Glen Ferraye, president of Simmons Design Group, said despite HMX's problems, "Business is normal." He said HMX is "in the process of delivering fall" and has "delivered on the custom shop build out at Macy's." He said spring orders for the line have been placed and HMX has begun "developing fall and holiday 2013."

Although he is not privy to HMX's sale discussions, Ferraye said he's certain that Argyleculture, a men's line targeted to the "urban graduate," is "being presented as a valuable property with tremendous upside potential that is an asset to the company."

HMX's history originated from the now-defunct Hartmarx Corp., which was acquired out of bankruptcy by SKNL in August 2009 and renamed HMX. London-based Emerisque Brands holds a minority stake in HMX. The transaction was a $105 million debt and assumed liability deal. Since the 2009 acquisition, HMX has paid down over $35 million of debt.

SKNL had grand plans for HMX. Since then, the Indian firm has run into problems of its own.

In late 2011, the Indian economy forced SKNL to delay its planned initial public offering for the Indian operations of Reid & Taylor. Last month, SKNL had to delay its annual shareholders meeting. Also last month, the Serious Fraud Investigation Office received a complaint regarding corporate governance violations alleged against SKNL, which the Mumbai Registrar of Companies is reviewing. In a regulatory filing with the Bombay Stock Exchange, SKNL said, "The matters raised by the individual are frivolous and baseless.

Donna Karan International last month pulled back its license for its DKNY men's wear from SKNL, a five-year deal that was inked in 2010. Patti Cohen, executive vice president of global marketing and communications for Donna Karan, confirmed that the association has been terminated and said the license has not yet been reassigned.

When SKNL took a 90 percent stake in HMX, its plans were grand and far-reaching in scope. Nitin Kasliwal, vice chairman and managing director of SKNL, hired Williams to run the company, Abboud to head its design and proceeded to put an aggressive plan into motion to help the company regain a top position within the men's wear arena.

Kasliwal said shortly after the purchase that within five years he expected to grow HMX into a "multibillion-dollar enterprise with various categories of product."

The first steps were to reorganize the company and revamp the product offering. Headquarters shifted from Chicago to 125 Park Avenue in New York City. Back-office duties for the brands, previously separate, were consolidated in Rochester, N.Y., where the Hickey Freeman factory is located.

HMX then embarked on a frenzied drive to upgrade and revamp its product offering. Under Abboud's tutelage, silhouettes were modernized, a dose of fashion was injected into the offerings and lifestyle collections were created for each label.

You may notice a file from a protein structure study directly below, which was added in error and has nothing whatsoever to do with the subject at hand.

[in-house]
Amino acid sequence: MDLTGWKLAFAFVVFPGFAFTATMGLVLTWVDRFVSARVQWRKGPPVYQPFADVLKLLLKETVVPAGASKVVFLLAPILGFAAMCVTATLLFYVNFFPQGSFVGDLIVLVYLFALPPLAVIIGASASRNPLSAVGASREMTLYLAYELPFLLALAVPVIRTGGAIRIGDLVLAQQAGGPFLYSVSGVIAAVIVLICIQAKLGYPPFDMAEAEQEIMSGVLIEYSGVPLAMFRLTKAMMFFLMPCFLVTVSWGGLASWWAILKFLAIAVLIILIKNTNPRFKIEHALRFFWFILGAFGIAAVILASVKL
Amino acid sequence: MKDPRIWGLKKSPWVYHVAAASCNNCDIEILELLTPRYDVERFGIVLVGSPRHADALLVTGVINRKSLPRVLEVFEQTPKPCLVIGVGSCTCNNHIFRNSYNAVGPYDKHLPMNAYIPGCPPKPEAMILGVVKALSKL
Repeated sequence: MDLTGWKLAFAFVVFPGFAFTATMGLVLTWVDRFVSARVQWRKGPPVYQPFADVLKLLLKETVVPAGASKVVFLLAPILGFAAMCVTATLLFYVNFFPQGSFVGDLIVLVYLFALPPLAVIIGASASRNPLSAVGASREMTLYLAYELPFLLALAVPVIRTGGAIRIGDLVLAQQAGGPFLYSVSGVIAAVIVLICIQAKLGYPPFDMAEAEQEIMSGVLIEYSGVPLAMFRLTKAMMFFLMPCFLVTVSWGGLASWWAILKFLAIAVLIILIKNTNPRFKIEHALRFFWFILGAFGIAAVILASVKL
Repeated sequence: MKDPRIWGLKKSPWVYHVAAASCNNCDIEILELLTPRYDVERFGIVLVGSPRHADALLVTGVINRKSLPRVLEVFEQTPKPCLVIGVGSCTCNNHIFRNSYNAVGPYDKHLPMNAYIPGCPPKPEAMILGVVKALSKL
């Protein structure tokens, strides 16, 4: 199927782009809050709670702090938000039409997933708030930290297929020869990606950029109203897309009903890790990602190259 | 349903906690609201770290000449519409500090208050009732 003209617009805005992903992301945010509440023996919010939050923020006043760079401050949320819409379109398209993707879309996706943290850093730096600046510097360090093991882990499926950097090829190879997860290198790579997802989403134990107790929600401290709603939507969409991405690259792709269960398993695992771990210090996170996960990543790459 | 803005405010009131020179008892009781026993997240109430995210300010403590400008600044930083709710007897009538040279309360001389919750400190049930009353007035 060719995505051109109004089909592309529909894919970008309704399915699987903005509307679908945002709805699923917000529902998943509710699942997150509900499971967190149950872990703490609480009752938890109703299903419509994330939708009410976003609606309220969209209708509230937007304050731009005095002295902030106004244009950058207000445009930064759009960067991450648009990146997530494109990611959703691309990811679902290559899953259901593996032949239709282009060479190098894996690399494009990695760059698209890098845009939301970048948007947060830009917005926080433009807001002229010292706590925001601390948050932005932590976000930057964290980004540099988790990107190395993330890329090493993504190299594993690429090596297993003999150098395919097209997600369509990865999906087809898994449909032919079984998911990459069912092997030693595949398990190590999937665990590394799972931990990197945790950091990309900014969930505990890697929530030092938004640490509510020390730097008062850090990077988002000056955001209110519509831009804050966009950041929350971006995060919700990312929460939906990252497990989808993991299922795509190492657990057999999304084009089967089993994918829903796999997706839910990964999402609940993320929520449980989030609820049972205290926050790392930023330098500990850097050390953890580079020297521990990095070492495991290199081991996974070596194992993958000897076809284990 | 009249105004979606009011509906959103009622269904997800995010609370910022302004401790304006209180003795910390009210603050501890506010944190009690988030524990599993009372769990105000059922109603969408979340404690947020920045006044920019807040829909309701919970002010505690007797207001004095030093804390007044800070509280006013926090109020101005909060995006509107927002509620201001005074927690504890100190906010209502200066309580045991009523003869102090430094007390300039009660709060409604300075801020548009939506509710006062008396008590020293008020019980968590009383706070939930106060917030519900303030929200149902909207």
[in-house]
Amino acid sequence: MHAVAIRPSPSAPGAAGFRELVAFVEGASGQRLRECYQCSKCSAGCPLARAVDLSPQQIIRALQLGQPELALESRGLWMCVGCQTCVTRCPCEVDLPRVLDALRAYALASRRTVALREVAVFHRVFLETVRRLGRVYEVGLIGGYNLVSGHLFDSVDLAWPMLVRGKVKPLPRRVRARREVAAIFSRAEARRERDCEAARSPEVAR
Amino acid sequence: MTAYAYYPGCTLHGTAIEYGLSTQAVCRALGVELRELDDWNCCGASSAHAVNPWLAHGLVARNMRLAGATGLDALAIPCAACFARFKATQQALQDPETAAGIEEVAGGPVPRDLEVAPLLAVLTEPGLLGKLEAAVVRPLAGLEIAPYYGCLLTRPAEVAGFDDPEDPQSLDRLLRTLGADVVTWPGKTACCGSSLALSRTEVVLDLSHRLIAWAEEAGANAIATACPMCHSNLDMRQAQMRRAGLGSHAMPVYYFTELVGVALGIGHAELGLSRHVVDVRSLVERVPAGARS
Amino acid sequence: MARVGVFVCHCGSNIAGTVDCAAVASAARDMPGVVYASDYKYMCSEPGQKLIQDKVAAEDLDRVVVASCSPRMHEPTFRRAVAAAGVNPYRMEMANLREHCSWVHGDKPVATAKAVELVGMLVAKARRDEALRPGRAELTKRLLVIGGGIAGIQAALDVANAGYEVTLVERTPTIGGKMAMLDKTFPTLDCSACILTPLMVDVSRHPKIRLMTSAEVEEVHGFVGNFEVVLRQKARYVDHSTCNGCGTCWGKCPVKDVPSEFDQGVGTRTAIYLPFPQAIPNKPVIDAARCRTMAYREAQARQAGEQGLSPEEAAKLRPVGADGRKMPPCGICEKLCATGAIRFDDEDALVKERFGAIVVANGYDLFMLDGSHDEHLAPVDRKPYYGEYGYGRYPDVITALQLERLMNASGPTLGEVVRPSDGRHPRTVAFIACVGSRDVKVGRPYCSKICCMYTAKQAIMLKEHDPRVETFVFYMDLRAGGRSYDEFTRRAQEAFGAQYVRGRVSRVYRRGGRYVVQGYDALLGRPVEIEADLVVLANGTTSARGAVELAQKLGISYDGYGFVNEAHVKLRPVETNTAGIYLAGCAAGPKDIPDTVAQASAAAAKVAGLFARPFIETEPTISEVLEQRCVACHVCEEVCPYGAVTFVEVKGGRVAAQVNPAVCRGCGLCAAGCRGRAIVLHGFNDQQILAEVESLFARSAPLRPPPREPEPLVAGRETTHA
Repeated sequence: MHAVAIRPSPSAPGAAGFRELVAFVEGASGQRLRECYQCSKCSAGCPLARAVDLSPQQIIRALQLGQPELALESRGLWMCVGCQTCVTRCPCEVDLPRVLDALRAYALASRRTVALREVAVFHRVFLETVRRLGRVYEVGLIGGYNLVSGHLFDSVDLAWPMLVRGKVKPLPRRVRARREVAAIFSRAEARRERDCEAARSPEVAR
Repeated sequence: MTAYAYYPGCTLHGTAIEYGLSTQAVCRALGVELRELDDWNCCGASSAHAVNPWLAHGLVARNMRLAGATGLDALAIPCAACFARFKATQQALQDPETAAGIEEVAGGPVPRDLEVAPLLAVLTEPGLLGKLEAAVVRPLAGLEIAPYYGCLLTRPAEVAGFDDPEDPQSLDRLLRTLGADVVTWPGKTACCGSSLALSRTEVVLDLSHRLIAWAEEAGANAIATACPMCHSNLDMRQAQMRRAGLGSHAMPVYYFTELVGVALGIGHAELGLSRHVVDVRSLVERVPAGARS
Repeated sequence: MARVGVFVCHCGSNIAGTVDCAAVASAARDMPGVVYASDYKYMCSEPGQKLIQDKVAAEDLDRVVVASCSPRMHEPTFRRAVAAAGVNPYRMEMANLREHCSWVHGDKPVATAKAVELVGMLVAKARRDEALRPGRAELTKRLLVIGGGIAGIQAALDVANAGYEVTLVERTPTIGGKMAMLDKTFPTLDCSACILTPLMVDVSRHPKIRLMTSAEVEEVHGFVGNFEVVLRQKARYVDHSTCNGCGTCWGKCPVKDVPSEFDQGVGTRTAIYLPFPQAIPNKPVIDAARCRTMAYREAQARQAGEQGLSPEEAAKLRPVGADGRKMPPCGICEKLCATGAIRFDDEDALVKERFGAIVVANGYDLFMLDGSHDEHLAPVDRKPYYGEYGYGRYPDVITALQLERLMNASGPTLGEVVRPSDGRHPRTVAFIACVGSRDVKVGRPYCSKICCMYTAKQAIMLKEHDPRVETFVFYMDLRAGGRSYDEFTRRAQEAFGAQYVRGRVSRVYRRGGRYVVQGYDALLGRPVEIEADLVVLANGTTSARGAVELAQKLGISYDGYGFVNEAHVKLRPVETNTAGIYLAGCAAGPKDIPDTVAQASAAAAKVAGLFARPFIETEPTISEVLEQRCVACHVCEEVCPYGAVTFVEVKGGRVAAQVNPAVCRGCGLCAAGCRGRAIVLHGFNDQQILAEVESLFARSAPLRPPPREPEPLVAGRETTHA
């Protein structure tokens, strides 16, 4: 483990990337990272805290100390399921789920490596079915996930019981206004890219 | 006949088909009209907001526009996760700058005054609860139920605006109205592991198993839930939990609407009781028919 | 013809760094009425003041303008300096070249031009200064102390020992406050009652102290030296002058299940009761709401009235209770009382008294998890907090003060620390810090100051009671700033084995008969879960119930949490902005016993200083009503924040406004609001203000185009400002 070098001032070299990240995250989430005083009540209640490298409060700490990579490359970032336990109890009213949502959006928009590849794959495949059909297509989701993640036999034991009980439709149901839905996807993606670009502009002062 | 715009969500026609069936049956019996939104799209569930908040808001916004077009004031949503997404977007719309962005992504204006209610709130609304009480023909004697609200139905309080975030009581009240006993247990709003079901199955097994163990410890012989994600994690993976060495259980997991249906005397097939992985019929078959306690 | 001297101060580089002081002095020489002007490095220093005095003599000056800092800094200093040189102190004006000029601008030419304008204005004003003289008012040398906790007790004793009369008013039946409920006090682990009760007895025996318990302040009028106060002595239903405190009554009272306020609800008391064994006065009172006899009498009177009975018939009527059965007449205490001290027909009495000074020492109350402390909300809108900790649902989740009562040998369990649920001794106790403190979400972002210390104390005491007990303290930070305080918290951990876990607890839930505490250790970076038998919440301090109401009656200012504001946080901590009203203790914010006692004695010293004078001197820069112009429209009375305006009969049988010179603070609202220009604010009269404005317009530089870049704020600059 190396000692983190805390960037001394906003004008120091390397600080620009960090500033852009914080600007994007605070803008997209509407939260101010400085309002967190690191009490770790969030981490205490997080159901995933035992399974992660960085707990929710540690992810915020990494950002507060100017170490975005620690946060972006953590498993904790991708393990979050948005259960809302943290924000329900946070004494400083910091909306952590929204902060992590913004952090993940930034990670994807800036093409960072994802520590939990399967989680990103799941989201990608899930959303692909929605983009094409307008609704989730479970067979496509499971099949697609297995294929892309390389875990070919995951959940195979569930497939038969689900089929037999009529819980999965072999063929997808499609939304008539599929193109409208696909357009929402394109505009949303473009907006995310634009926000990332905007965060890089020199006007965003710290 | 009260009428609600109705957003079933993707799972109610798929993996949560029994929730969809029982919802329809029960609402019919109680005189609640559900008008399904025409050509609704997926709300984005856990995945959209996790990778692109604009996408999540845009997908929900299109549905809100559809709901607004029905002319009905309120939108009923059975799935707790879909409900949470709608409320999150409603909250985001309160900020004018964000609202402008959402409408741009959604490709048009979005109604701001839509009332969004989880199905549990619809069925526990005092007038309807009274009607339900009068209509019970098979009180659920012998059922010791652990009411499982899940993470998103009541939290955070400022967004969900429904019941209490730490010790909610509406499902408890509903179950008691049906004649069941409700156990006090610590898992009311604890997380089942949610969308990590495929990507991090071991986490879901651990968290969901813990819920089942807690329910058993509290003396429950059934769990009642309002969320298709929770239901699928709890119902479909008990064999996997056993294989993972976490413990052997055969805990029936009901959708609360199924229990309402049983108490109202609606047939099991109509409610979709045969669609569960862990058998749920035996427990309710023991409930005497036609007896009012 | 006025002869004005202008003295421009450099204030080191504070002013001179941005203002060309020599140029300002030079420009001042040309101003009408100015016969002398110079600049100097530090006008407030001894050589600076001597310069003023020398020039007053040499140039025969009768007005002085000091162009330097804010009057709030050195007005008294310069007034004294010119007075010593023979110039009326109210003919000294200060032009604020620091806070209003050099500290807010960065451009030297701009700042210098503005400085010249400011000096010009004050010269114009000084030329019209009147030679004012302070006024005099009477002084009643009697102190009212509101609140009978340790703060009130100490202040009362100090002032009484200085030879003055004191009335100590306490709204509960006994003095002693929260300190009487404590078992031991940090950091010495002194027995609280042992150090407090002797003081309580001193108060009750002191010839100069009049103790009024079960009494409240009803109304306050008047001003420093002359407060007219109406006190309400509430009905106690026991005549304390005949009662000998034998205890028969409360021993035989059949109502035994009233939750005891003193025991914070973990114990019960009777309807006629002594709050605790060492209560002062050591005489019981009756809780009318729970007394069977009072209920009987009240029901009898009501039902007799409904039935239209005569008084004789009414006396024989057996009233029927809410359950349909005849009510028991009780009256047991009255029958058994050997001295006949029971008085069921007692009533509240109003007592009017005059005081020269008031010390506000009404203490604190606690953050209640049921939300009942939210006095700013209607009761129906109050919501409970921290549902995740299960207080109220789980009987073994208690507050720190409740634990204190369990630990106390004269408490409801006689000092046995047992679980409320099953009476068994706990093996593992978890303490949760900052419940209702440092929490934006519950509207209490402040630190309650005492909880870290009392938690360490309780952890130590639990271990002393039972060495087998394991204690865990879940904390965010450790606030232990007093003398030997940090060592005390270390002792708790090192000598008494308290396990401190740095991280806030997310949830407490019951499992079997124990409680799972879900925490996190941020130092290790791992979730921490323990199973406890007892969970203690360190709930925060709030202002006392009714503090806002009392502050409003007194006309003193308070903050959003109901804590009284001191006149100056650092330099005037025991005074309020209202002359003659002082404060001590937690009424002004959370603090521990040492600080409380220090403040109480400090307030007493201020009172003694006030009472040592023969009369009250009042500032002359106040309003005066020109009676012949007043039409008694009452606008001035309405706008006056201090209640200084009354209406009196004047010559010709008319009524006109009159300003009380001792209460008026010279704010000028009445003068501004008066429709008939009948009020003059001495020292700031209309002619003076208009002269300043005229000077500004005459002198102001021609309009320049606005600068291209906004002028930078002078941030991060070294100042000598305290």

Plans included exporting the Hickey Freeman, Hart Schaffner Marx and Bobby Jones lines internationally; initiating a retail rollout for Hickey Freeman and the launch of a new concept called Streets that would house all the company's labels, and the hiring of powerhouse ad executive David Lipman to handle the firm's marketing initiatives.

Observers wondered if it was a case of too much, too soon, a problem that came to a head when SKNL's issues surfaced.

"Things are unraveling for SKNL and Nitin has become basically invisible," said one source close to the company. "And that's really put HMX in dire straits."

In recent weeks, HMX lost the license for the Ivanka Trump women's line, which sources said was a blow to the company. "They lost a fortune on that," said one source. "But they never should have been in that business to begin with."

Another differentiating factor — as well as a major stumbling block to any acquisition — is HMX's North American factories. In addition to the Rochester plant, HMX also owns a facility in Chicago and one in Hamilton, Ontario, Canada.

The company is proud of its American roots and during the controversy that arose this summer when it was discovered that the U.S. Olympic uniforms designed by Ralph Lauren were made in China, Williams joined forces with Senator Charles Schumer (D., N.Y.) to approach the U.S. Olympic Committee to say HMX "stands ready" to produce the uniforms in its American factories.

Despite the flag-waving, the factories — and their unionized workforce — have been a sticking point for the company since its Hartmarx days. While the brands produced by HMX, particularly Hickey Freeman, are seen as an area of strength, the cost of maintaining manufacturing facilities in America has been a barrier to any company interested in acquiring the company.

Market sources believe the unions are on board with a sale of the company, as long as that sale ensures the factories continue to operate. That can't be guaranteed in a bankruptcy filing since the priority in any sale of assets is obtaining the best offer to satisfy creditors' claims against the bankrupt estate.